During the "refresh" phase the faculty member receives assistance from instructional design and technology experts to incorporate technology while ensuring that face-to-face and online learning activities are integrated to achieve desired learning outcomes. When facilitating the redesigned course, the faculty notes additional changes required in order to "revise" the course before future delivery. We collect data from student evaluations and faculty surveys on satisfaction with the revised course, particularly as related to learner engagement and the relationship between design changes and perceptions of levels of learning achieved.

A second initiative involved creating a lab to encourage all Health Sciences faculty to integrate media and technology in their courses in pedagogically sound ways. Facultyreceive assistance in a lab designed to teach them how to incorporate media, based upon the specific learning objectives of the course. The SMART (Supported Media for Administration, Research, and Teaching) Lab provides hardware, software, and technical assistance for faculty use of technology for the Health Sciences programs. The GW Health Sciences SMART Lab is in close proximity to faculty offices which encourages faculty to drop in for assistance at any time. The Lab is staffed by an Instructional Designer and a Media Specialist allowing us to provide intensive support. We are carefully tracking outcomes in terms of usage, satisfaction, and effect.

Research Methodology:

We developed a multidimensional assessment model from which to gauge faculty and student satisfaction with course redesign and faculty satisfaction with the course development process resulting from R3 We also assess faculty and student perceptions of how redesign influence student learning. Research on R3 includes surveys of both faculty and students and a faculty focus group. Student assessments and course grades can also be evaluated as required. Research on the SMART lab also includes both faculty and student surveys regarding satisfaction with assistance and effect of assistance on course delivery and on student learning. We also tracked usage of the lab by faculty and students, including types of assistance requested.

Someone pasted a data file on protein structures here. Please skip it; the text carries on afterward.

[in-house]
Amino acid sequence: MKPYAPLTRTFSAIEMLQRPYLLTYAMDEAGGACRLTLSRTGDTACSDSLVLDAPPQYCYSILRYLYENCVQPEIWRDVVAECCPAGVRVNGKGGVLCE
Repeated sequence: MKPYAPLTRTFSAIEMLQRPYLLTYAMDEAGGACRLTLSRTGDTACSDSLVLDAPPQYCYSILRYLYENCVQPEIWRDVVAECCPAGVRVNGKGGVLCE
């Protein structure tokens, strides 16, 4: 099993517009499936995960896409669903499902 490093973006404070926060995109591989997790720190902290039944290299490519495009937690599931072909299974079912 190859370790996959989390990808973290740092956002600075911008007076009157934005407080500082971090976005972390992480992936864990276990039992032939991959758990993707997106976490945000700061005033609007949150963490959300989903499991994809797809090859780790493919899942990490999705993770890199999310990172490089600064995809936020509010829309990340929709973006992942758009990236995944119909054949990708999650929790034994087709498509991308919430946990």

This presentation reviews results of our assessments thus far to indicate lessons learned and offer suggestions for best practices in course redesign and adoption of blended learning in disciplines heavily reliant upon traditional teaching models.

Data shows students to be polarized on blended course design in which a portion of the in-class time was replaced by online activities. In contrast, students have responded positively to a blended model using technology to enhance face-to-face courses. One of the lessons learned is the importance of considering blended courses in the context of the entire program and course sequencing

Faculty find the concept of alignment to be extremely helpful and have indicated that some of the most effective changes to their courses came from improving the alignment. The course redesign process also empowers faculty to incorporate additional technology to help meet course objectives in all of their courses even after completing our R3 program.

Faculty indicate that having the SMART Lab located close to their offices provides access to assistance helping them increase student engagement in their courses and increase their students' level of learning. One of our lessons learned is that a relatively modest investment can greatly benefit teaching and learning.

Audience Engagement:

We will engage with participants in a group discussion of what methods their programs are using to assess faculty development and blended learning initiatives, as well as what they are finding. The discussion will focus on disciplines and programs that have been reliant on face-to-face teaching, with populations that may be resistant to blended learning or other new techniques.

Lead Presenter

Paige McDonald is the Director of Health Sciences Core Curriculum and Visiting Assistant Professor of Clinical Research and Learning at The George Washington University. She is currently working to promote blended learning and develop blended courses in Health Science disciplines. Paige's research interests include blended learning, adult learning, reflective practice, and course design for higher levels of learning.